Google Maps has announced a significant expansion of a useful feature that lets you see how crowded your train or bus is likely to arrive.
After launching the feature in 200 cities in June 2019, the web giant is rolling it out to 10,000 transit agencies in 100 countries this week. If available, the data will appear when you view transit directions.
It’s no fun sitting in a packed train or bus, even more so since the start of the pandemic when social distancing became a thing. If you can find out in advance if your subway or bus line is particularly busy and you’re not in a hurry, you can stop and maybe do some outstanding errands or just go somewhere to rest.
“These predictions are made possible through our artificial intelligence technology, contributions from people using Google Maps, and historical location trends that predict future congestion levels for transit lines around the world,” said Google Maps’ Eric tholome said In a post announcing the extension, it said that for Privacy, the feature uses anonymity technology and various privacy techniques to ensure that your data remains secure and private.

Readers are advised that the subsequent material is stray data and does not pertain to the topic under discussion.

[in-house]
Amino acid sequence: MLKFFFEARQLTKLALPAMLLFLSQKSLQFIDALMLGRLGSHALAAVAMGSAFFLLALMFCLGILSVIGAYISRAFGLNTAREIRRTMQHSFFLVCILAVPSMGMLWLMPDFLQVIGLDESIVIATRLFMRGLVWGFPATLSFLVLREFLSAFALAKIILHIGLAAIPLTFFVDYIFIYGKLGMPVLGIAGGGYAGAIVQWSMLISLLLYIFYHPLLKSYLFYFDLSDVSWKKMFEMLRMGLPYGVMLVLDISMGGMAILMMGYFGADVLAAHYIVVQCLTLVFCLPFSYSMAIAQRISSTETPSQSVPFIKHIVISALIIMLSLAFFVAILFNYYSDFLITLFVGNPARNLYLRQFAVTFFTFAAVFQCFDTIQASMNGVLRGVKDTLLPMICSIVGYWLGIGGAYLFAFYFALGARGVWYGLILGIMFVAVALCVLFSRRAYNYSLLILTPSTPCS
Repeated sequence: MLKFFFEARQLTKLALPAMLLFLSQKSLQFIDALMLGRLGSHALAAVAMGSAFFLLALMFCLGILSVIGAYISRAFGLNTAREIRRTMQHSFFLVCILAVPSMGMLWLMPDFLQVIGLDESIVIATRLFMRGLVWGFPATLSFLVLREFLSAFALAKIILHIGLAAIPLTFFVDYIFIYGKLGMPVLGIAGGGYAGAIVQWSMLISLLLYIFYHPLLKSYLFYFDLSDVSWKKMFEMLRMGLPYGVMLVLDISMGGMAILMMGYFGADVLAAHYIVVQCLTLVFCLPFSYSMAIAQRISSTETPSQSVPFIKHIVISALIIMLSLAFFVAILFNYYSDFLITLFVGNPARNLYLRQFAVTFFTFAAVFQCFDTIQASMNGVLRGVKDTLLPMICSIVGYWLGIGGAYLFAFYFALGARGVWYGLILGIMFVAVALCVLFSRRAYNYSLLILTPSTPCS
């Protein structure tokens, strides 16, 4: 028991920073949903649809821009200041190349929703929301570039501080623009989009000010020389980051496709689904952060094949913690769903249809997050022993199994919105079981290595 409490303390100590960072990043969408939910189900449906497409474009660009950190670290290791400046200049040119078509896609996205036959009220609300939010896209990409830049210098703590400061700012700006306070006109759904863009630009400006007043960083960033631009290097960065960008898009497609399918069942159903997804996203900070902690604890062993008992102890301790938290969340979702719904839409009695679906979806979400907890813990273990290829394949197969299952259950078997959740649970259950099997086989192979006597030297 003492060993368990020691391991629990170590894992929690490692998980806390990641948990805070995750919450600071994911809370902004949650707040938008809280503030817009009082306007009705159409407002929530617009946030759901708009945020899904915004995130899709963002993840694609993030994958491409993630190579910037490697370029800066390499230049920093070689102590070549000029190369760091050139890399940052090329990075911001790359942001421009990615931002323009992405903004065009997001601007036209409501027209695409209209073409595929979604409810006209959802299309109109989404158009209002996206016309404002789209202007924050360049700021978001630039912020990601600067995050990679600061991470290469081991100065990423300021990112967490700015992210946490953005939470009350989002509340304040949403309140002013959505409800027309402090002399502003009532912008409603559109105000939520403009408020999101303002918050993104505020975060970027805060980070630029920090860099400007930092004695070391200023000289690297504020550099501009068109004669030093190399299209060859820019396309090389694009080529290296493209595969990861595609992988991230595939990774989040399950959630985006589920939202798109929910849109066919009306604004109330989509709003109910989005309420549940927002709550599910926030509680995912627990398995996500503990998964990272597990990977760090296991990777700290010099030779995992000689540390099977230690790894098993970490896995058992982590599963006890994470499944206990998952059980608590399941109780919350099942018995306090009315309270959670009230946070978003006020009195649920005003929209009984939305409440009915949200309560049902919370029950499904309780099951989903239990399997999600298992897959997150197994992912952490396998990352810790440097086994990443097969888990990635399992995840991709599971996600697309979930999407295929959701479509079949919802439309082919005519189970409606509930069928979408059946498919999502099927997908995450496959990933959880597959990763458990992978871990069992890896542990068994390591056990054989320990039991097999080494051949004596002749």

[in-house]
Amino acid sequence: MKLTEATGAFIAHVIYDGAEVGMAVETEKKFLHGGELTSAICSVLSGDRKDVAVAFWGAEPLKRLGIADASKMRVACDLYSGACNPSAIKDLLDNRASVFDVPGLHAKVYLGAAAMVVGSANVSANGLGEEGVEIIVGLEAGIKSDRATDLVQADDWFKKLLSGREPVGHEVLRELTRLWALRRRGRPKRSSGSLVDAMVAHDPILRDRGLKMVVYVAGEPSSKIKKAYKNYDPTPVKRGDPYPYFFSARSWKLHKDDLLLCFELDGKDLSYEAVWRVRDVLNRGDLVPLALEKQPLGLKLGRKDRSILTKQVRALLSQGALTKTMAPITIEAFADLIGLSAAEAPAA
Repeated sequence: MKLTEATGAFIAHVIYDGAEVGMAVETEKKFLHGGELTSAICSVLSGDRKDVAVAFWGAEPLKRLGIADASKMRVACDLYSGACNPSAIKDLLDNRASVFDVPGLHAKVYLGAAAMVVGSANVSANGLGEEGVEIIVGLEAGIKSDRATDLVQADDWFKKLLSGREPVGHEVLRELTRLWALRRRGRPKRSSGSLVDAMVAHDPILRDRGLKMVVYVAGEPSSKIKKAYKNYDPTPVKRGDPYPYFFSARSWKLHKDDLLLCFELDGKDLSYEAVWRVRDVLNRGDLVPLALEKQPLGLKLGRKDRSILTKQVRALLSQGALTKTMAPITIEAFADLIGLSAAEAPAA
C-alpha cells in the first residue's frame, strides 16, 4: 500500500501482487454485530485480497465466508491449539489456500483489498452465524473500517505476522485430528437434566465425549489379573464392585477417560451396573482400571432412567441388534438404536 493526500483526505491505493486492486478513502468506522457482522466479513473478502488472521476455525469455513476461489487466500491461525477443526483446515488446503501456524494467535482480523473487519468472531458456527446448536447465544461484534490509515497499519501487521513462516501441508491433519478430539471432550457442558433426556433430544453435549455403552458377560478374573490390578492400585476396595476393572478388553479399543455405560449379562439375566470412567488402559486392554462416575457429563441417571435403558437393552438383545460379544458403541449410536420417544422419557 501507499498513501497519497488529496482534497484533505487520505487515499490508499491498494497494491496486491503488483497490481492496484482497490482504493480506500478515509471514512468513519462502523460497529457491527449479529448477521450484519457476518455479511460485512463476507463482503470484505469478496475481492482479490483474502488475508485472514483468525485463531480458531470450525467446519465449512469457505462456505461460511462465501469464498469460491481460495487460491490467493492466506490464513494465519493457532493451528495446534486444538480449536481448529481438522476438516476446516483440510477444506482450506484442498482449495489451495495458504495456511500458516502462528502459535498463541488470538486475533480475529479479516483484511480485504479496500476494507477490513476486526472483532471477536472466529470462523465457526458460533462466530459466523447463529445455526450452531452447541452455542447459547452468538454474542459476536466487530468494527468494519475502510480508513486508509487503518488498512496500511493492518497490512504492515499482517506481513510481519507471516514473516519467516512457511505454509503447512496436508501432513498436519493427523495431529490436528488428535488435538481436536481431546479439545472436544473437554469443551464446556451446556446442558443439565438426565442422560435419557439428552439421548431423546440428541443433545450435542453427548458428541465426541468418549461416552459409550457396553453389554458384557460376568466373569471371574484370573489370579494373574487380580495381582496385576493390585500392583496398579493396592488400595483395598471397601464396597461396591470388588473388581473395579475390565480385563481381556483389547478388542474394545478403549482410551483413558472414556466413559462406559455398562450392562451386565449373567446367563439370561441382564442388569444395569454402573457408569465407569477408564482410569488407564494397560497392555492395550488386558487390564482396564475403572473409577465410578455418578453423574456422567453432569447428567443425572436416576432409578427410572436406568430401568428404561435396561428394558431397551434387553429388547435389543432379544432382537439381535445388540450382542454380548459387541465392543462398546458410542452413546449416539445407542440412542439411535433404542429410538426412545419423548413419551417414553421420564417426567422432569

As part of efforts to make transit data even more useful for commuters, Tholome said his team is currently piloting the ability to view real-time congestion information “up to the transit car level.” Tests for this particular feature are taking place on the Long Island Rail Road in New York and on transit services in Sydney, Australia, with special software used to interpret data collected from weight sensors built into the cars’ suspension systems.
Other new features announced by Tholome include a new Timeline Insights tab, initially only for Android (with Location History enabled), which shows you monthly trends about how you’re spending your time and more. Accessed via a new tab in your Timeline (tap your profile photo, then on your Timeline), the revealed data shows you the distance you’ve used, along with the distance and time you’ve walked. Will show things like the type of transportation you use. , flew, biked, or walked. “You can also see how much time you’re spending in different places—like shops, airports, and restaurants—and quickly drill down to see all the places you’ve visited,” Tholome said.
Finally, a new Trips feature in the Timeline tab lets you surface data related to past vacations, “like which hotels you stayed at during that epic trip to Tokyo or the restaurants where you took your weekend getaway.” Went on.”
We must point out that if you’re getting intimidated by the extent to which Google can track your daily activities, here’s how to disable its Location History feature and also location on Android and iPhone. How to disable services.